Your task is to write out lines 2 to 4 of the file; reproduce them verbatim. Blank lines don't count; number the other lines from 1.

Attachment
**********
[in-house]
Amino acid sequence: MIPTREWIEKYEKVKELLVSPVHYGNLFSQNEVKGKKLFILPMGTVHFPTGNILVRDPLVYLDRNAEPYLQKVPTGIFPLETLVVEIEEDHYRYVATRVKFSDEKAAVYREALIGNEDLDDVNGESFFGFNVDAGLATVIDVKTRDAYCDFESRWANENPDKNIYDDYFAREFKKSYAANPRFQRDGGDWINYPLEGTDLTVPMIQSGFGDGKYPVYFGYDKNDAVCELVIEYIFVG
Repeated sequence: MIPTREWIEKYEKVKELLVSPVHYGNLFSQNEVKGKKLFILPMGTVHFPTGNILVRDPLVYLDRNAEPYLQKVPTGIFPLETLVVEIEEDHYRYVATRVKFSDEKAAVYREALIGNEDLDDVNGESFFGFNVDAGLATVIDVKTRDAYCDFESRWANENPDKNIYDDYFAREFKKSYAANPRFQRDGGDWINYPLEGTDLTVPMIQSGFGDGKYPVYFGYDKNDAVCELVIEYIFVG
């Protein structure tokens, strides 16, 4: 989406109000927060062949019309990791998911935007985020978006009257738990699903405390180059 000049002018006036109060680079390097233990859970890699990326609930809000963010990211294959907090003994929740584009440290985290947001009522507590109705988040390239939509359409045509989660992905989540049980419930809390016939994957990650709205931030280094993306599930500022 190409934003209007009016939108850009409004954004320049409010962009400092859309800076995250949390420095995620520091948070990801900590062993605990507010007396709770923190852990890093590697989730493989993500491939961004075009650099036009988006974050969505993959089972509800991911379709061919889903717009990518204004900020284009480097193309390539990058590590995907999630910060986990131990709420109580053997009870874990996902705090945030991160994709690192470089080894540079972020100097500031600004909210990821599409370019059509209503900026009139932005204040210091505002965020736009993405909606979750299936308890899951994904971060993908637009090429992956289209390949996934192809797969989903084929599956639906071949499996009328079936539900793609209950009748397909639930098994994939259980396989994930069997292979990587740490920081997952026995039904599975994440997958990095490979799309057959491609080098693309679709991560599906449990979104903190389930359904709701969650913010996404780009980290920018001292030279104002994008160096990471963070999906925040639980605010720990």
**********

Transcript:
Amino acid sequence: MIPTREWIEKYEKVKELLVSPVHYGNLFSQNEVKGKKLFILPMGTVHFPTGNILVRDPLVYLDRNAEPYLQKVPTGIFPLETLVVEIEEDHYRYVATRVKFSDEKAAVYREALIGNEDLDDVNGESFFGFNVDAGLATVIDVKTRDAYCDFESRWANENPDKNIYDDYFAREFKKSYAANPRFQRDGGDWINYPLEGTDLTVPMIQSGFGDGKYPVYFGYDKNDAVCELVIEYIFVG
Repeated sequence: MIPTREWIEKYEKVKELLVSPVHYGNLFSQNEVKGKKLFILPMGTVHFPTGNILVRDPLVYLDRNAEPYLQKVPTGIFPLETLVVEIEEDHYRYVATRVKFSDEKAAVYREALIGNEDLDDVNGESFFGFNVDAGLATVIDVKTRDAYCDFESRWANENPDKNIYDDYFAREFKKSYAANPRFQRDGGDWINYPLEGTDLTVPMIQSGFGDGKYPVYFGYDKNDAVCELVIEYIFVG
């Protein structure tokens, strides 16, 4: 989406109000927060062949019309990791998911935007985020978006009257738990699903405390180059 000049002018006036109060680079390097233990859970890699990326609930809000963010990211294959907090003994929740584009440290985290947001009522507590109705988040390239939509359409045509989660992905989540049980419930809390016939994957990650709205931030280094993306599930500022 190409934003209007009016939108850009409004954004320049409010962009400092859309800076995250949390420095995620520091948070990801900590062993605990507010007396709770923190852990890093590697989730493989993500491939961004075009650099036009988006974050969505993959089972509800991911379709061919889903717009990518204004900020284009480097193309390539990058590590995907999630910060986990131990709420109580053997009870874990996902705090945030991160994709690192470089080894540079972020100097500031600004909210990821599409370019059509209503900026009139932005204040210091505002965020736009993405909606979750299936308890899951994904971060993908637009090429992956289209390949996934192809797969989903084929599956639906071949499996009328079936539900793609209950009748397909639930098994994939259980396989994930069997292979990587740490920081997952026995039904599975994440997958990095490979799309057959491609080098693309679709991560599906449990979104903190389930359904709701969650913010996404780009980290920018001292030279104002994008160096990471963070999906925040639980605010720990």